“Parents need to reach out and be creative, find ways to engage with their kids in a different way,” Davis says. “Think about things you can do as a family. Do puzzles together, cook meals together, or ask your child to introduce you to a show he or she likes and then sit down to watch it together.”

While everyone is eagerly looking forward to that time—whenever that might arrive—that we can return to life as we knew it and spend time together again, Marquess and Davis warn that when schools open their doors again, it may not be an entirely wonderful experience.

“Although it may seem great at first to get back into school,” Marquess says, “we need to remember that school was not a positive experience for all children, and they will still need support.”

Every circumstance comes with its own set of ups and downs and returning to a socially connected world will be no different. Whatever the stress, there are several factors, developed by Rich Lerner, PhD, and Ken Ginsburg, MD, that help children cope with adversity:

  • Competence – “I can do this!”
  • Confidence – “I can do this well!”
  • Connection – “I belong here.”
  • Character – “What I say and do affects others.”
  • Caring – “I can see your point of view and it matters to me.”
  • Contribution – “I have a purpose in life.”
  • Coping – “I have healthy ways of coping with stress.”
  • Control – “I have power in my choices and actions.”

When all else fails, Marquess and Davis advise, call for help. We are here—before, during, and after the pandemic. Family & Children Services offers compassionate counseling and crisis response. To make an appointment with our therapists, call 269.344.0202.

The Mobile Crisis Response team at Family & Children Services is available 24/7 to help at a time of crisis. Call 269.373.6000 for an immediate response from a team of clinical professionals trained specifically to work with youth and their families. Or call 211 for a list of community resources.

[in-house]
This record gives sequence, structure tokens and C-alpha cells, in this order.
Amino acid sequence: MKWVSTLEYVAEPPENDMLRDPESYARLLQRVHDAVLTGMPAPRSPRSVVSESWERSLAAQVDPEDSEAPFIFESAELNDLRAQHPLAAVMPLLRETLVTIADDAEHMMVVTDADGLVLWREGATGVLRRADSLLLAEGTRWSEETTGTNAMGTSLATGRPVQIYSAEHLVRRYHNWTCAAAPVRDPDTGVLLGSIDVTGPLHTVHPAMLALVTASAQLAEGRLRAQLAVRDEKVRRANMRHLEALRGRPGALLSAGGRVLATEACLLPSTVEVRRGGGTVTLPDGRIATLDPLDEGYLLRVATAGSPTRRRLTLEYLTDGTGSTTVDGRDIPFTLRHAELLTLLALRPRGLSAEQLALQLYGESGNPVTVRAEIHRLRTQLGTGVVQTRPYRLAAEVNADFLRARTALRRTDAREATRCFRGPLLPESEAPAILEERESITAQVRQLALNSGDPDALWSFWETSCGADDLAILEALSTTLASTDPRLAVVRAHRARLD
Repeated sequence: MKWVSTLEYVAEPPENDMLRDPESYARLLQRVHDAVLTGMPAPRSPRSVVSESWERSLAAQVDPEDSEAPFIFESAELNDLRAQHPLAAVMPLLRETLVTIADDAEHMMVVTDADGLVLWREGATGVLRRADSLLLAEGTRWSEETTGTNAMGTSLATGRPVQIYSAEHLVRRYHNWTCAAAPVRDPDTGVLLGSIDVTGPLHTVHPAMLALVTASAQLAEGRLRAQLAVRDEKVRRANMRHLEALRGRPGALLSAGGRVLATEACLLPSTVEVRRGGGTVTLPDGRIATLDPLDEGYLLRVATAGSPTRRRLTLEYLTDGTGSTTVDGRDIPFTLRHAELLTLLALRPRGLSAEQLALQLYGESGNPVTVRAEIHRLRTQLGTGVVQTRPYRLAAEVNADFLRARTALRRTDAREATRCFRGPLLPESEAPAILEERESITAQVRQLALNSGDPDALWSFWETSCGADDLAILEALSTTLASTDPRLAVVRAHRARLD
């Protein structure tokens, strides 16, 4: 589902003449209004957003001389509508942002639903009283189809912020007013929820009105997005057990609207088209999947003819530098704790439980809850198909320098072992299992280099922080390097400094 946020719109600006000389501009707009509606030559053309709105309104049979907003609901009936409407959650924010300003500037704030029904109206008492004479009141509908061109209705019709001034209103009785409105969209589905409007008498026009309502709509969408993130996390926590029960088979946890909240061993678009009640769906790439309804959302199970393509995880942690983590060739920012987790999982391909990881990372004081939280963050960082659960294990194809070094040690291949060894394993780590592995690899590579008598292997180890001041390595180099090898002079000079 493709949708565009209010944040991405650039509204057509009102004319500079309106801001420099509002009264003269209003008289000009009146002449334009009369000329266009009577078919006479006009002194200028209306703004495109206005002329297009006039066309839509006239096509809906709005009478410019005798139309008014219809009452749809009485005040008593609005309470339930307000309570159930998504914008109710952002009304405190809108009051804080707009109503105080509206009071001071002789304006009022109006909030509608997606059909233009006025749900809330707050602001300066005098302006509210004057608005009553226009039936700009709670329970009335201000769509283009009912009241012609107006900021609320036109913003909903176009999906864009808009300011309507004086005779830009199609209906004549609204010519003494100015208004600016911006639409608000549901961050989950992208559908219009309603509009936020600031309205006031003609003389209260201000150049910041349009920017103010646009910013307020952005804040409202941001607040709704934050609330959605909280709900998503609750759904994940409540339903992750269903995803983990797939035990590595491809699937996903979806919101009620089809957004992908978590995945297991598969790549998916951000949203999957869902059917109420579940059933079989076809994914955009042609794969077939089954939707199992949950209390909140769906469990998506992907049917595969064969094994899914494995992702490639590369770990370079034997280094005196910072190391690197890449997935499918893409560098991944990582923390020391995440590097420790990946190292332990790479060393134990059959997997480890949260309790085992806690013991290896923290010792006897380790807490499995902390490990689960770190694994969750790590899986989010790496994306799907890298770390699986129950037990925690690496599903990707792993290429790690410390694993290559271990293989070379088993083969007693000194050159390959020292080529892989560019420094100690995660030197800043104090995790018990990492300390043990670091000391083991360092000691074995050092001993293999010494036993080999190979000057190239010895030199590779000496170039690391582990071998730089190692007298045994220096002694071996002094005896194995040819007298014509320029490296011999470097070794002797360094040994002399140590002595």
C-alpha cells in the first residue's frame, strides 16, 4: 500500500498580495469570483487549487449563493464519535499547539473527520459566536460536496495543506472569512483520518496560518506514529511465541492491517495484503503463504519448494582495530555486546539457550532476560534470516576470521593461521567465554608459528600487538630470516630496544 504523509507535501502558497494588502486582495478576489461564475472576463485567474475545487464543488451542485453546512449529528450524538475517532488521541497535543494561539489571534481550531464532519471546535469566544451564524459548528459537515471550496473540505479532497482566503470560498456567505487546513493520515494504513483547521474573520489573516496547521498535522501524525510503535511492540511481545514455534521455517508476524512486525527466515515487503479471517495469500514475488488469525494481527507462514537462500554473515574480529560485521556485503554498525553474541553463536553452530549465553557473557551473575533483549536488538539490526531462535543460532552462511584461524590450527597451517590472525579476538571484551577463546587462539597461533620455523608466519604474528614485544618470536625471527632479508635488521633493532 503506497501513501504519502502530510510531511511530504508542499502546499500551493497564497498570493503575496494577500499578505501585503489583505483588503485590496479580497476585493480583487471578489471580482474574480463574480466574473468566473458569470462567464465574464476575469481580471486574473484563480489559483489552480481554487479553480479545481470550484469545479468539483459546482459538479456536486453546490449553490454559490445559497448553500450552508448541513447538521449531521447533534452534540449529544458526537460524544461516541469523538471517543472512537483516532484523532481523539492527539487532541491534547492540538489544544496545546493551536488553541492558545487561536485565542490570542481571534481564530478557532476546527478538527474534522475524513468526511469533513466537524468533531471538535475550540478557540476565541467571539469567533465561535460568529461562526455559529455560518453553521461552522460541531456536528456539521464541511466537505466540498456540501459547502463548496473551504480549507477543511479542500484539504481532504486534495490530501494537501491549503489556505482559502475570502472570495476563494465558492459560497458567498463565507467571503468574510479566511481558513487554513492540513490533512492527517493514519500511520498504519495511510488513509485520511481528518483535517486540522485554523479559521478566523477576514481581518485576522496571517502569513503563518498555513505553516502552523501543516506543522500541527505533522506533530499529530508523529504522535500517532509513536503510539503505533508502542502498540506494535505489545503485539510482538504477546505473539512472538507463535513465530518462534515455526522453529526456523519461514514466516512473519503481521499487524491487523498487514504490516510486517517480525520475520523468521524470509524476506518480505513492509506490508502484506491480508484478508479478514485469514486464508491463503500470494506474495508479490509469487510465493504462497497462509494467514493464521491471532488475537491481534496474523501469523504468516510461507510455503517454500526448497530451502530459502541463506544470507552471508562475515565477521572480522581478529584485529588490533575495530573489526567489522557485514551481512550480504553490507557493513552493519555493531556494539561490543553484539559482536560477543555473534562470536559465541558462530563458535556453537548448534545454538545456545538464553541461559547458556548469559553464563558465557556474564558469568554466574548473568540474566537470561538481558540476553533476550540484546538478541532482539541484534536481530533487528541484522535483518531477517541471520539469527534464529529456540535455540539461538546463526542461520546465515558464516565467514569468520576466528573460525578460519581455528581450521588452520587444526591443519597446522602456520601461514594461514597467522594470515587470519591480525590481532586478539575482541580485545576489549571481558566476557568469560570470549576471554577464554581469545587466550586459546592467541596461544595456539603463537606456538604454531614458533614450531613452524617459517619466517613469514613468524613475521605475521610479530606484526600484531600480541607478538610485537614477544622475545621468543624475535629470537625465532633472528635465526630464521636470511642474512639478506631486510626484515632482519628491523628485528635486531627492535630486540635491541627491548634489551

Taking Care of YOU

Even when you think they aren’t paying attention to you, they are.

Children watch the adults around them and take up their cues from how they see adults behave. When there is stress in the home (or classroom), children learn from adults as role models how to respond. Even more important than what you say is what you do.

So how can you take care of YOU when you are undergoing stress?

Many of the same signs we see in traumatized children can show up in adults, too.

  • Changes in sleep routines (sleeping too much or too little)
  • Changes in eating patterns
  • Mood swings, irritability, anxiety, depression
  • Withdrawing from others in the home
  • Headaches, stomach upset, fatigue, teeth grinding, and other physical symptoms

We can manage our stress in various ways even while modeling good coping skills for our children.

  • Talk to a friend or family member about how you are feeling
  • Take time to do something you enjoy
  • Look for new interests and hobbies
  • Stay active—a walk around the block or on a trail is just one of many ways to keep moving

And don’t beat yourself up for a lapse in your best behavior, advises Diane Marquess, director of behavioral health services, and Susan Davis, Behavioral Health program manager at Family & Children Services.

“Say you’re sorry if you make a mistake or have an outburst,” says Davis. “Share a hug. It’s good for you and your child.”

“Separate adult issues from kid issues,” Marquess says. “They hear things differently than we do. And try to maintain routines in the household. Routines can be comforting to everyone in the family.”